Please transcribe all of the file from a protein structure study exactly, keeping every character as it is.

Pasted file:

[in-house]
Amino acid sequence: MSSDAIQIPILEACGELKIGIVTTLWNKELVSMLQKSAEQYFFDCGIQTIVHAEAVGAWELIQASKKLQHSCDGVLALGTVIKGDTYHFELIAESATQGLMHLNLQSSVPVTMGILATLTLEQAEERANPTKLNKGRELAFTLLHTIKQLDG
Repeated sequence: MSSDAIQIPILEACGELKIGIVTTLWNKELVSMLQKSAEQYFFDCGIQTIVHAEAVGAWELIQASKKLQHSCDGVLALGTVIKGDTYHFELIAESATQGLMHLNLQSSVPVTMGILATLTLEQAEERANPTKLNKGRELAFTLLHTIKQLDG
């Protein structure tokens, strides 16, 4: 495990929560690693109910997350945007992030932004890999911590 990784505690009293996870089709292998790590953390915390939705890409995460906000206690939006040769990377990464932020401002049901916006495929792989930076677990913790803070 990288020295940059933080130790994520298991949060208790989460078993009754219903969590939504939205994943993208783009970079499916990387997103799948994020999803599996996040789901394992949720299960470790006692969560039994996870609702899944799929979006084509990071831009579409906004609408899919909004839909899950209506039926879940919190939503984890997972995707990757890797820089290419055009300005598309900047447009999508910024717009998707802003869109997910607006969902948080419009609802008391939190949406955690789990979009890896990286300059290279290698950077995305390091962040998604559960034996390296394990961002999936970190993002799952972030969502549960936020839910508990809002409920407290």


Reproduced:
[in-house]
Amino acid sequence: MSSDAIQIPILEACGELKIGIVTTLWNKELVSMLQKSAEQYFFDCGIQTIVHAEAVGAWELIQASKKLQHSCDGVLALGTVIKGDTYHFELIAESATQGLMHLNLQSSVPVTMGILATLTLEQAEERANPTKLNKGRELAFTLLHTIKQLDG
Repeated sequence: MSSDAIQIPILEACGELKIGIVTTLWNKELVSMLQKSAEQYFFDCGIQTIVHAEAVGAWELIQASKKLQHSCDGVLALGTVIKGDTYHFELIAESATQGLMHLNLQSSVPVTMGILATLTLEQAEERANPTKLNKGRELAFTLLHTIKQLDG
């Protein structure tokens, strides 16, 4: 495990929560690693109910997350945007992030932004890999911590 990784505690009293996870089709292998790590953390915390939705890409995460906000206690939006040769990377990464932020401002049901916006495929792989930076677990913790803070 990288020295940059933080130790994520298991949060208790989460078993009754219903969590939504939205994943993208783009970079499916990387997103799948994020999803599996996040789901394992949720299960470790006692969560039994996870609702899944799929979006084509990071831009579409906004609408899919909004839909899950209506039926879940919190939503984890997972995707990757890797820089290419055009300005598309900047447009999508910024717009998707802003869109997910607006969902948080419009609802008391939190949406955690789990979009890896990286300059290279290698950077995305390091962040998604559960034996390296394990961002999936970190993002799952972030969502549960936020839910508990809002409920407290």